We need to talk about the bias against child-free employees
As a senior HR professional working for an exceptionally forward-thinking company, I am proud to have helped implement policies that support parents in terms of flexible schedules, childcare, and parental leave. One of Patagonia’s hallmarks is our award-winning childcare facility, located in the building next to where I usually work, and I’m a huge proponent of this and other measures to make life as a parent easier and more fulfilling.
We’re starting to see more of these kinds of measures being implemented to support parents across the board—especially during the pandemic. I’m all for this. But how are child-free people being included and valued in their workplace? Which policies are in place to ensure their needs are met?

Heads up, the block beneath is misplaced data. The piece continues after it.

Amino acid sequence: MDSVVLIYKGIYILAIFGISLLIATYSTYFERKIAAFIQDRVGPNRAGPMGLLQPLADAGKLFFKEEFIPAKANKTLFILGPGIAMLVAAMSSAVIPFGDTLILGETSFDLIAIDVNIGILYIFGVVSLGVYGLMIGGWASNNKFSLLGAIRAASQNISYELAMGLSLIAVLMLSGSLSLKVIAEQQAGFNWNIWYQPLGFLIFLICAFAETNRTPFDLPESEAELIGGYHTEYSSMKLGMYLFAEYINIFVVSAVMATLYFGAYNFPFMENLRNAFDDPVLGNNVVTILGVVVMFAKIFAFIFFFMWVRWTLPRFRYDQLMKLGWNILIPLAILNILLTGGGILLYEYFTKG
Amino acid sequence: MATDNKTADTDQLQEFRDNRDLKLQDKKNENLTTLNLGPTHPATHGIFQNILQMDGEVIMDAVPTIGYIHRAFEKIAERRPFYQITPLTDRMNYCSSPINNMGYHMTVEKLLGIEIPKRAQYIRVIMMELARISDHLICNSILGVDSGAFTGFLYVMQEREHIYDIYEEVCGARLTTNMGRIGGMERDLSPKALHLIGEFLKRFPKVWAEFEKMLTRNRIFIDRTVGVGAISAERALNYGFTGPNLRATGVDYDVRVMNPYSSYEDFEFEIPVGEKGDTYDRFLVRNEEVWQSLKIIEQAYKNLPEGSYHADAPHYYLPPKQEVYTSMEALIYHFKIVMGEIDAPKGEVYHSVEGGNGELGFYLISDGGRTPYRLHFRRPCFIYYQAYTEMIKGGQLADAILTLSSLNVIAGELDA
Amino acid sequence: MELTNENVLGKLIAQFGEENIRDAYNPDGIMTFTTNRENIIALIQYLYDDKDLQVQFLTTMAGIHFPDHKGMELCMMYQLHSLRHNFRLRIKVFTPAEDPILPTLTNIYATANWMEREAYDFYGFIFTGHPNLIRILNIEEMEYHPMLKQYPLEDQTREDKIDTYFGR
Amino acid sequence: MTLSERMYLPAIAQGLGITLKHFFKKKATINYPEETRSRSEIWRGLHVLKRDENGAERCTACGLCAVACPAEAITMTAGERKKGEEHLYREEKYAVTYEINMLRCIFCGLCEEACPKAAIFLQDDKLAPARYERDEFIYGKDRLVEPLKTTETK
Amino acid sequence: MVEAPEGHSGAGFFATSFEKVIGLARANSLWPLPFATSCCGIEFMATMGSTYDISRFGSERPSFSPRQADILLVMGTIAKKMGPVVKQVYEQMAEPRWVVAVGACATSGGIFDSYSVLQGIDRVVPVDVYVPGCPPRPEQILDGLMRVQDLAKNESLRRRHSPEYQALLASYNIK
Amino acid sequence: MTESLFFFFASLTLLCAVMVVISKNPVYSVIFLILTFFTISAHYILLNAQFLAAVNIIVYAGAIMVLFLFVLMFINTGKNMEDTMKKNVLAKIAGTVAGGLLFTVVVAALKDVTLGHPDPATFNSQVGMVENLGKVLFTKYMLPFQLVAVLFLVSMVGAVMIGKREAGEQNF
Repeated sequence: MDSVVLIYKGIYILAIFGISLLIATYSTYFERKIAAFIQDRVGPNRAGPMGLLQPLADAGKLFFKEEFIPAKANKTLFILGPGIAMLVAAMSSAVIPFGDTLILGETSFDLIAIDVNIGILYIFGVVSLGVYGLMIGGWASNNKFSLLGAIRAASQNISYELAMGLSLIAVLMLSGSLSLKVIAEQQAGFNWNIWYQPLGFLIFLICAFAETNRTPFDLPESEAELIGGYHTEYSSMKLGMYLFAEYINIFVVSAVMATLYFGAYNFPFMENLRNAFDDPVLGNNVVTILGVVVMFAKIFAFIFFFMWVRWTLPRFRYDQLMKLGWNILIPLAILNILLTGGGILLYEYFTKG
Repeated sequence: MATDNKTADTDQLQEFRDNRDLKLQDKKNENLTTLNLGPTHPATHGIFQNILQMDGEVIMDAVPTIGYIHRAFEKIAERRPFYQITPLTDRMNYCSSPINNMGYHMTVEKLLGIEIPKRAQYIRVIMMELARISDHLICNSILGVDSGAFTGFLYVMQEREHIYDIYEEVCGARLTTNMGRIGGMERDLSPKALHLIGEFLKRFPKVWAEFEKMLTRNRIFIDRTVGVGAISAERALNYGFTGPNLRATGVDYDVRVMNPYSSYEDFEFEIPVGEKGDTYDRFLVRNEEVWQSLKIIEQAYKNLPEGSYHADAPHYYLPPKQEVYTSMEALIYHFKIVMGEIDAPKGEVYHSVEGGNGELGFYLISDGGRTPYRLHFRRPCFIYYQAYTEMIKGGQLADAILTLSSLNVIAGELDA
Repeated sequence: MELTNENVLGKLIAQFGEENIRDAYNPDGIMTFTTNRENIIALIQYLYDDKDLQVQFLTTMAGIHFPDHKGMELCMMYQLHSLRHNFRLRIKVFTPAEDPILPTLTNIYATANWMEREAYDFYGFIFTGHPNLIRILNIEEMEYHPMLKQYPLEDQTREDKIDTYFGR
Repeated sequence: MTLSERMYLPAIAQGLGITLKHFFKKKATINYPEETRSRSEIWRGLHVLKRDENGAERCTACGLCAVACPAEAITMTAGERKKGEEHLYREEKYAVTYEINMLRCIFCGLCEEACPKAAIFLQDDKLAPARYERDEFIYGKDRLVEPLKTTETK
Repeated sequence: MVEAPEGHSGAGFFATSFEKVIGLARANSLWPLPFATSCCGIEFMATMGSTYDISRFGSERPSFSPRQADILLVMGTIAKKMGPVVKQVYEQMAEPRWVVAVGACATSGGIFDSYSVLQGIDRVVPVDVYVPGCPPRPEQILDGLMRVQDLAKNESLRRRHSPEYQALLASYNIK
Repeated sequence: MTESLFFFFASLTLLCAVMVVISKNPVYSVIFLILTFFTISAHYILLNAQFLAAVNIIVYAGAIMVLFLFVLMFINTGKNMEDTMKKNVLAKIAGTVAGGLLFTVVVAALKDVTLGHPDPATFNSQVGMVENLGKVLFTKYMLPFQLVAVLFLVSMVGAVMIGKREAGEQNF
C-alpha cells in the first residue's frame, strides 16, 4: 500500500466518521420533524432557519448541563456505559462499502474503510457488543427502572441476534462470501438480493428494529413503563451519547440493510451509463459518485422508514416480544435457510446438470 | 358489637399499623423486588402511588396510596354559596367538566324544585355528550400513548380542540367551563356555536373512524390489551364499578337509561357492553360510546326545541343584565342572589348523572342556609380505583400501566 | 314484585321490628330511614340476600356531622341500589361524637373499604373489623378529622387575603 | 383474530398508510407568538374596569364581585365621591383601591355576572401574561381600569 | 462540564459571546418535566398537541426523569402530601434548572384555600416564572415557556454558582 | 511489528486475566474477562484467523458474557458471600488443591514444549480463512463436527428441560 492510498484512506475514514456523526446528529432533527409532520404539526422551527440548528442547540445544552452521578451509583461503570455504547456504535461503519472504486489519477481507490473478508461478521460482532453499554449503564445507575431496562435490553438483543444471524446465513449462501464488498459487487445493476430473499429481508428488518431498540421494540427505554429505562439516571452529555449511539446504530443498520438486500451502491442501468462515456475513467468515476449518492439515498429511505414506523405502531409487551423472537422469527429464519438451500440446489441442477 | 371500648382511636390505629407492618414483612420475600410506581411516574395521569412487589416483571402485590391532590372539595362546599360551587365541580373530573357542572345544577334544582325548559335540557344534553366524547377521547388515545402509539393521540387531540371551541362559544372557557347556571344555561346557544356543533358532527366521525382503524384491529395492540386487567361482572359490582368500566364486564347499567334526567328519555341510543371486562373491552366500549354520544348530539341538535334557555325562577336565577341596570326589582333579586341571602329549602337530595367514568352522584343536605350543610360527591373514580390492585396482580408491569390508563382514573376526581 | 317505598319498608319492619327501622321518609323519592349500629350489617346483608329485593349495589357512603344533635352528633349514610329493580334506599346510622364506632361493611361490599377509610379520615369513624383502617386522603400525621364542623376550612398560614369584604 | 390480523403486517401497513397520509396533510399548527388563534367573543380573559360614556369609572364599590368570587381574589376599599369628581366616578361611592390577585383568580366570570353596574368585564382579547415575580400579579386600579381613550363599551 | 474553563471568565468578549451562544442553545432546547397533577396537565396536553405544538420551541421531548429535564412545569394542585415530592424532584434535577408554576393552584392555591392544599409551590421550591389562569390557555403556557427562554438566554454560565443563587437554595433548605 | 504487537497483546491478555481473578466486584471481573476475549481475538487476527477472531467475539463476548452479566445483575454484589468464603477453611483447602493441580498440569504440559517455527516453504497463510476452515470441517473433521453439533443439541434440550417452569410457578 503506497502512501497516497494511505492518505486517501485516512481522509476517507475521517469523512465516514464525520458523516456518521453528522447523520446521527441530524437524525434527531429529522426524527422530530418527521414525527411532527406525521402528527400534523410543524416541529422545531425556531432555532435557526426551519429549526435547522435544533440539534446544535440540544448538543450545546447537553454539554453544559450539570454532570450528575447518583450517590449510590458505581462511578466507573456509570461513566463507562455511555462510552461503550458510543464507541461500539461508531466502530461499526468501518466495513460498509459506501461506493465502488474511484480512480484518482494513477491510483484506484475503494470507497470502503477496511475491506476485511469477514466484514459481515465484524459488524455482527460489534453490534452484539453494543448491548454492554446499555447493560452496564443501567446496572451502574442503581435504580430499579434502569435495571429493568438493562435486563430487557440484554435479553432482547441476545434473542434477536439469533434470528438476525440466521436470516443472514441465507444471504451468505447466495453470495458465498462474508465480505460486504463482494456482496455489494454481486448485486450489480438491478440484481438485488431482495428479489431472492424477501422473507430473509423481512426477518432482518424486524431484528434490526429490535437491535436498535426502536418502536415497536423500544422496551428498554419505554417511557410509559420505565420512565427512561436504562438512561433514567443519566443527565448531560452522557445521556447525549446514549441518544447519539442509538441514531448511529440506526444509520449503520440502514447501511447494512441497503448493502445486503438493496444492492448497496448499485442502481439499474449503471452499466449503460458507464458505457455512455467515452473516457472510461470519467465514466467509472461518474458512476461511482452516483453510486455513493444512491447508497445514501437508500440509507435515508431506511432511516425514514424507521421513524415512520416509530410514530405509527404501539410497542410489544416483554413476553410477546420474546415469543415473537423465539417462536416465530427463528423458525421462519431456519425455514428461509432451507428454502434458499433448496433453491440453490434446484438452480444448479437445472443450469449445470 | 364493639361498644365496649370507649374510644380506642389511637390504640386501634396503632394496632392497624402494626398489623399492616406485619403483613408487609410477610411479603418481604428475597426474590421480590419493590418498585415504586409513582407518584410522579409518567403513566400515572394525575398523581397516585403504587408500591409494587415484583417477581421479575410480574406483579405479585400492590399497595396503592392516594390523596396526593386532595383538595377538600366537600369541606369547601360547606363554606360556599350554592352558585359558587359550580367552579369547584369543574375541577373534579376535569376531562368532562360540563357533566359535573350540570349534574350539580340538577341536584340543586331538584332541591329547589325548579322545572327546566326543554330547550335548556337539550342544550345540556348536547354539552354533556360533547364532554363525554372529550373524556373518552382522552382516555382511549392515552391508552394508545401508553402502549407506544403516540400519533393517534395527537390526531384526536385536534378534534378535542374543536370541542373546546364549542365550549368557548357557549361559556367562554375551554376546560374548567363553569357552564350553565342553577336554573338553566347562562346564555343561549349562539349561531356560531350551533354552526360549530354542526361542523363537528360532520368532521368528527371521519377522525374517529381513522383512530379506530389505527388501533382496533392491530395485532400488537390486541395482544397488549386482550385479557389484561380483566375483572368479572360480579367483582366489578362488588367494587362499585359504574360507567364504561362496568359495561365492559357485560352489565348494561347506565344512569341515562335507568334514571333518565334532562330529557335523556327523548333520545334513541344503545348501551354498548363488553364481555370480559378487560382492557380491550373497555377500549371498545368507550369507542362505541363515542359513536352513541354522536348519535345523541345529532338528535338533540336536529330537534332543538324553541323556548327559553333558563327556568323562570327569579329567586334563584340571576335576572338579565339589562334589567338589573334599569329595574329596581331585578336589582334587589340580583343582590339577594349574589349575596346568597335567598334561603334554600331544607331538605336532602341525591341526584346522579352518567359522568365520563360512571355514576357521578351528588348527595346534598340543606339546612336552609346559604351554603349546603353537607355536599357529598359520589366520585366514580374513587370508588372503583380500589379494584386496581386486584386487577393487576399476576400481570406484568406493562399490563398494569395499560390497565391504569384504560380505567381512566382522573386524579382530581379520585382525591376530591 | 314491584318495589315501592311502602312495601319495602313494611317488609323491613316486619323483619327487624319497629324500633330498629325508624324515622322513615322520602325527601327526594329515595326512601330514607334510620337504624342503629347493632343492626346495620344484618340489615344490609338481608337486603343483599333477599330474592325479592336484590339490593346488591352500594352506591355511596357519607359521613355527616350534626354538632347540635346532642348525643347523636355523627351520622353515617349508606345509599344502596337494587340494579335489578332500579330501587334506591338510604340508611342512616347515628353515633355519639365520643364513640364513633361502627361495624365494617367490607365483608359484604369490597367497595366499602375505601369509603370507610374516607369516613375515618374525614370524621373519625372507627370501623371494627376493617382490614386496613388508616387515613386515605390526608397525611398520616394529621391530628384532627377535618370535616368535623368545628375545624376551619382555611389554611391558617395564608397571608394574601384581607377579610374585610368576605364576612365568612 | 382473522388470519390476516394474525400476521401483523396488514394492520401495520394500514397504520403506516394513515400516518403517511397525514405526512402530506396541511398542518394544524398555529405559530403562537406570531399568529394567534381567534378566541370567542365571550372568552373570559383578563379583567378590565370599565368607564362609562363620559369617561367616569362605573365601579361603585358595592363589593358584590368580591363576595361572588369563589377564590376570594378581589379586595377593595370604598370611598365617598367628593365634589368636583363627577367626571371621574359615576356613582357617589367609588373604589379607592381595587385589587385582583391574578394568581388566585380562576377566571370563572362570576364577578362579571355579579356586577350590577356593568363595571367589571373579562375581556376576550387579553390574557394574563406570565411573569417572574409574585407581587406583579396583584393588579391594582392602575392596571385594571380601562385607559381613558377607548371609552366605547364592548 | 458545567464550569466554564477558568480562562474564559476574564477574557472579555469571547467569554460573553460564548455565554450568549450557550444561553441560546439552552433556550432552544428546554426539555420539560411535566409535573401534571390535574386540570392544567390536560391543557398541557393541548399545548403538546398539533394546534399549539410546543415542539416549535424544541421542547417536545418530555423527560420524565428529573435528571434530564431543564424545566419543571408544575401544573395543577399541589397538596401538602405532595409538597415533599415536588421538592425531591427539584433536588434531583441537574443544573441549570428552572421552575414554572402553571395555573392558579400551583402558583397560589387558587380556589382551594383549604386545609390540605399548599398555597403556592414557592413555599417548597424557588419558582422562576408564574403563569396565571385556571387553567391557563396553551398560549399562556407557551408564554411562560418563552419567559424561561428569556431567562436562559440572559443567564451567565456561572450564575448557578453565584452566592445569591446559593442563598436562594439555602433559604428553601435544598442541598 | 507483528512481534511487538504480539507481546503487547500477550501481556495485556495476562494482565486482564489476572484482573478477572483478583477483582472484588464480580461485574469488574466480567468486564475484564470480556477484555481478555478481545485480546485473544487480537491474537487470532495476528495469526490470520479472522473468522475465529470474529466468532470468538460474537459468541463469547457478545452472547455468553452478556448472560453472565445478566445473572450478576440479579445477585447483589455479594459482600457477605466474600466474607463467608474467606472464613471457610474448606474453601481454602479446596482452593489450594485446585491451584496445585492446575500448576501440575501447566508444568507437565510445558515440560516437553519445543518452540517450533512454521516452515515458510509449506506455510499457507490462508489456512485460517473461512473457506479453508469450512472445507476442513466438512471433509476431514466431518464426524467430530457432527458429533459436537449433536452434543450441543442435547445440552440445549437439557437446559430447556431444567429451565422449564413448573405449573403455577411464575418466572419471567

A senior lawyer working in the Bay Area told me how, prior to the pandemic, the parents of small children would file out at between 5 and 5:15 p.m. each day to collect their children from childcare and head home, while child-free colleagues stayed at their desks until the work was, well, done. “I know many parents also log on later in the evening, but if they’ve missed an important call or haven’t had time to read the latest documents we’ve received, it falls to me and my child-free colleagues to pick up the slack,” they told me. “There’s a disparity in expectation as to when the working day ends and what gets done during it. I’m given the message that my nonwork life is less important—sometimes explicitly.”